Ko's signature dish, shaved frozen foie gras over peanut brittle, lychees, and reisling gelee. Just perfect. Beautifully balanced in flavors and textures.

Roasted Long Island duck with sausage stuffed under the skin, served with rice, grilled scallions, and a fig stuffed with foie gras and truffle. The sauce was made from fig and reduced red wine. This dish was really impressive. The sausage was tasty in itself, but also provided a three tier texture comparison of skin, loosely packed sausage, and perfectly cooked duck breast. The only thing for me was that I would have preferred the skin to have been truly crispy and lacquered like a peking duck type of skin. Even though I'm not a fig fan, I ate the whole foie gras fig and enjoyed the sauce with the duck and the scallions.

The cheese course was a comte puff pastry with comte cheese sauce, braised swiss chard, and golden raisins. The cheese course is usually used to bridge the savory and sweet courses, but I didn't feel that this dish did that. More raisins or just more of a sweet component might have helped, but overall it just felt weird. CCG felt the same way.

Brown butter cake with candied ginger, sweet cream ice cream, and carrot ganache. Carrot ganache is a bit weird, but worked well in this dish because the carrot and ginger combination is fantastic. Brown butter cake and sweet cream ice cream is a great match too.

Bitter orange sorbet with pressed celery, earl grey cake, and earl grey fudge. The use of celery in a dessert is interesting, and was refreshing while providing a nice crunch to the dish. I thought the fudge would have been better if thicker.

Overall it was a very good meal with some truly impressive dishes. The cost of the 17 course meal was $175 before t/t. However, I didn't feel the need for all those courses, and so I would recommend going for dinner, which is $125 for 10 courses.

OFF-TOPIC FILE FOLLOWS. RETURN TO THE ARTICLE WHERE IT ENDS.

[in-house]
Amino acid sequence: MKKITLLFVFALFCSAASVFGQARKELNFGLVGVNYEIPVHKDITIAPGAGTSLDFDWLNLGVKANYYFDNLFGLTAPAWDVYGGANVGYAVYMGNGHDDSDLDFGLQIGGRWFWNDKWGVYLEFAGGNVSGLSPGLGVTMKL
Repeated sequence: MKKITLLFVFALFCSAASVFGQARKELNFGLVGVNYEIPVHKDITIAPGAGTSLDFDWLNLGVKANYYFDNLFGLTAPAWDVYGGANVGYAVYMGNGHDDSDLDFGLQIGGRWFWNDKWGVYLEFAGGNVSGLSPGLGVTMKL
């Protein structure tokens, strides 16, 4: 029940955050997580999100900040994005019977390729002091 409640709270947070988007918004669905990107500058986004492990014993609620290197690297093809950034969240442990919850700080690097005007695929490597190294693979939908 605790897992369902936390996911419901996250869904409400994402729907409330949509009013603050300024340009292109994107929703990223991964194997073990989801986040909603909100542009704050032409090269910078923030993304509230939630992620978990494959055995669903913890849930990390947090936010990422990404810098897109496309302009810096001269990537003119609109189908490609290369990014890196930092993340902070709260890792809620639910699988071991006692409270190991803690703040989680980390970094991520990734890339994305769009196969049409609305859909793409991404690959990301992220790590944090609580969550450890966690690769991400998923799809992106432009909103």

This Year's Horseracing (horseracing)

The Breeders' Cup is this weekend, but with big names Rachel Alexandra and Sea the Stars not participating, there is very little buzz. The horse racing industry continues to die in the states while the Melbourne Cup, which is being run today, continues to be the race that stops a nation.

World turf racing has fared somewhat better with the brilliant campaign of Sea the Stars bringing up comparisons to some of the all-time greats. As with any comparison of sporting champions from different ages, the inability to directly compare the competition makes it very hard to come up with an objective measurement. Sea the Stars' unbeaten 3 year old campaign included some of the very top races in Europe, but did not have the durability and range of Giant's Causeway's 3 year old campaign. Nor did Sea the Stars win by many lengths like Dubai Millenium.

I am glad that the connections of Sea the Stars did not try to run him in the Breeders' Cup Classic. When you have an unbeaten horse, it's much better to keep that mystique than to risk it on an unknown surface. I thought the most impressive thing about his unbeaten campaign was that the 6 group 1 wins were all in races that I would consider true top level European group 1s, including the Prix de L'Arc de Triomphe, which is generally considered the toughest race in Europe. I have one problem with the Arc race though. To get a weight-for-age allowance for an October 3 year old at its peak is kind of ridiculous. Three year olds have dominated the race since Sea the Stars' dam Urban Sea won it in 1993.

For me, the test for the ultimate racehorse would be if it could win both the Arc and then the Japan Cup. The Japan Cup is one of the hardest races in the world to win as it is. The ground is solidly firm, the fanning out of horses on the home turn is tough to deal with, the Japanese horses are usually very high quality, and there is also the travelling. It's even harder considering that usually by the Arc the horse will have peaked from a long summer season. The closest I've ever seen was Montjeu's 4th back in 1999.